In the year 2002, the original painting was sold at Sotheby’s for approximately $5 million where Rockwell’s model Keefe remained a special guest. However, in June 2009 the Crystal Bridges Museum of American Art in Arkansas obtained the famous painter’s classical 'Rosie the Riveter' painting from a private collector.
'The Problem We All Live With'
'The Problem We All Live With' was heavily inspired by the Ruby Bridge’s story and school integration. The illustration featured a young Afro-American girl being escorted to school in between signs of protest and dreadful ignorance. However, the girl looks confident and fails to notice the racial slurs written over the wall. This painting led Rockwell’s career to shine and symbolized the hard struggle for racial equality.
Bridge’s historic walk occurred six years after the 1954 U.S Supreme Court Brown Vs. The Education Board ruling announced that state laws formulating separate public schools for white and black students were unconstitutional and marked the absolute victory of the American Civil Rights Movement.
In 14th November 1960 Bridges was the first Afro-American child to attend the school after the integration of the New Orleans school system was ordered by a federal court. This was her first day of William Franz Elementary School in New Orleans. The general public was so dissatisfied with the court’s decision that the white parents pulled out their children from school so that they shouldn’t share the classroom with a black girl. Bridges remained alone for a whole year in the classroom.
This illustration appeared on 14 January 1964 in Look magazine. Rockwell received letters of both honor and criticism especially from the readers who were unaccustomed to such social analysis. The painter would repay his visit to the civil rights theme in various other paintings from the time period. In 1970, Rockwell received the 'Million Dollar Club Award' from NAACP (The National Association for the Advancement of Colored People), for generously contributing $1000 to the company.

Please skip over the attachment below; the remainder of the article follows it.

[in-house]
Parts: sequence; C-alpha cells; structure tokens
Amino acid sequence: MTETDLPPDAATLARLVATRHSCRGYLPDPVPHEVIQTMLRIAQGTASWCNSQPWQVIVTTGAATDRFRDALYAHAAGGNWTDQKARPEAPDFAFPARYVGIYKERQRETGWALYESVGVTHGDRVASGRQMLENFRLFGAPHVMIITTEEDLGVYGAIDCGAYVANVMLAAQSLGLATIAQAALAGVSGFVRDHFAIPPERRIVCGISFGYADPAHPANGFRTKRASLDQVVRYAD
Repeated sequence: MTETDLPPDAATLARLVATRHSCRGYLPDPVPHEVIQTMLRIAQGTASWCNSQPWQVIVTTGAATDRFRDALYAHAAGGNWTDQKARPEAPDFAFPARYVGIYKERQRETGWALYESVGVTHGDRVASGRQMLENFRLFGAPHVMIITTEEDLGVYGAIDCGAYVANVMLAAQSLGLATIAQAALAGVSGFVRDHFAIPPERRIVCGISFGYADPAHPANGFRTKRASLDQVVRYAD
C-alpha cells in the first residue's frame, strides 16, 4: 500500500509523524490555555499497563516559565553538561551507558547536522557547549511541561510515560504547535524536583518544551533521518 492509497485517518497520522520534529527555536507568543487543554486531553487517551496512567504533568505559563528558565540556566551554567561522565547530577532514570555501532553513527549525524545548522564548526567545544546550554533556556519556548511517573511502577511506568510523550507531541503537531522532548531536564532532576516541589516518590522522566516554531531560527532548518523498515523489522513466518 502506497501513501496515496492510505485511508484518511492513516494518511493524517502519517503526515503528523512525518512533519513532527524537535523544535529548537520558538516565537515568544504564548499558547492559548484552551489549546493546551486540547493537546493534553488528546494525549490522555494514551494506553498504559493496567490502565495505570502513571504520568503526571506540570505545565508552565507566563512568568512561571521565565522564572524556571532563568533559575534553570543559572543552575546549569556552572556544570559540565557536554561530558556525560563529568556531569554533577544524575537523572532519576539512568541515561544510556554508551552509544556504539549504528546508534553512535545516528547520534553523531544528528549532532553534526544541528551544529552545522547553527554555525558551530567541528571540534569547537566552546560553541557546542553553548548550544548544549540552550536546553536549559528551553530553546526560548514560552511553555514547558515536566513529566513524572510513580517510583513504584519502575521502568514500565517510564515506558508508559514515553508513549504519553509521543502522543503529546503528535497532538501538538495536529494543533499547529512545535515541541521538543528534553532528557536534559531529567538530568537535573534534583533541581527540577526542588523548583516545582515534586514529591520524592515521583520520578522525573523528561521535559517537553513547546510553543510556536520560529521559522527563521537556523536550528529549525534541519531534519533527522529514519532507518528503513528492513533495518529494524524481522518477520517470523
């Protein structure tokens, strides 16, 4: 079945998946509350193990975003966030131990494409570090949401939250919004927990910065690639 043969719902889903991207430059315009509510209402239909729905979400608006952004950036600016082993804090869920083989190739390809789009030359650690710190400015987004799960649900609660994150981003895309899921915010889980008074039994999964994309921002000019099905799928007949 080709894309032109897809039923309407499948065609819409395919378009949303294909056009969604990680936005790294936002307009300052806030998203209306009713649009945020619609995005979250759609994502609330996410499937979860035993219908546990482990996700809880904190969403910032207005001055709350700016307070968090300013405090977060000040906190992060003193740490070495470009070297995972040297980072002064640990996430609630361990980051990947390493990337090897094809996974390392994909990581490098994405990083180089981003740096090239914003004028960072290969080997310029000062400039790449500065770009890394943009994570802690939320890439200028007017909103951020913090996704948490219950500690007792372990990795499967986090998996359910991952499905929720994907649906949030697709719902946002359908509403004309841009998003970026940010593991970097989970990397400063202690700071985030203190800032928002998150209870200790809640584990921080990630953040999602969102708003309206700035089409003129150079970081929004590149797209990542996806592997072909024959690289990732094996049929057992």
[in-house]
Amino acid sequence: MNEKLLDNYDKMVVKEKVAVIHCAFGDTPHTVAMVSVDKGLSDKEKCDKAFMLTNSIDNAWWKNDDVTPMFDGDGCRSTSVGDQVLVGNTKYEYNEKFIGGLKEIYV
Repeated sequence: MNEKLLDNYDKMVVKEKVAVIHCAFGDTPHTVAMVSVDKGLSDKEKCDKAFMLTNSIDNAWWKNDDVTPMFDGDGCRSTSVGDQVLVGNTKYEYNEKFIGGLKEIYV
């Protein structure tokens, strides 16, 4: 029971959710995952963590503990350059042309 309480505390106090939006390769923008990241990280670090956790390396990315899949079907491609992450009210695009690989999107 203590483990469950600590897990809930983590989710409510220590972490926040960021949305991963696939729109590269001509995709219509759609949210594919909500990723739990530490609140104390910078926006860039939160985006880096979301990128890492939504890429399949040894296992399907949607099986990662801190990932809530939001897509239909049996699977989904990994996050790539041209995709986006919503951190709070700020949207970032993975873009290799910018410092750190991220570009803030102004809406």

'The Problem We All Live With' was the first painting ever to be purchased by Norman Rockwell Museum in 1975. The support of the Henry Luce Foundation contributed to the White House Loan which allowed the museum to buy the painting. “Norman Rockwell Museum is deeply honored that the White House has requested the loan of one of Rockwell’s most important paintings,” said the Museum Director Laurie Norton Moffatt. “The painting has come to serve as an important symbol of civil rights, and Museum Trustee Ruby Bridges’ historic journey. We are enormously grateful for the support of the Luce Foundation that made the loan possible.”
The classic artwork is kept in the West Wing of the Whitehouse, outside the Oval office. The path to the White House began in the year 2008, with Bridge’s suggestion. The picture arrived in June after Congress and other members lobbied for the transfer.
Norman Rockwell's Self -Portraits
Rockwell’s references were the four portraits on his canvas – Rembrandt van Rijn, Vincent Van Gogh, Albrecht Durer and Pablo Picasso. They call us to analyze (as he did) how other artists dealt with the self-portrait complications. Unlike the 'Rosie the Riveter' artist, all four artists developed multiple formal self-portraits. Rockwell developed only two full color self-portraits named as 'Norman Rockwell Painting the Soda Jerk' in 1953 and 'The Deadline' in 1938.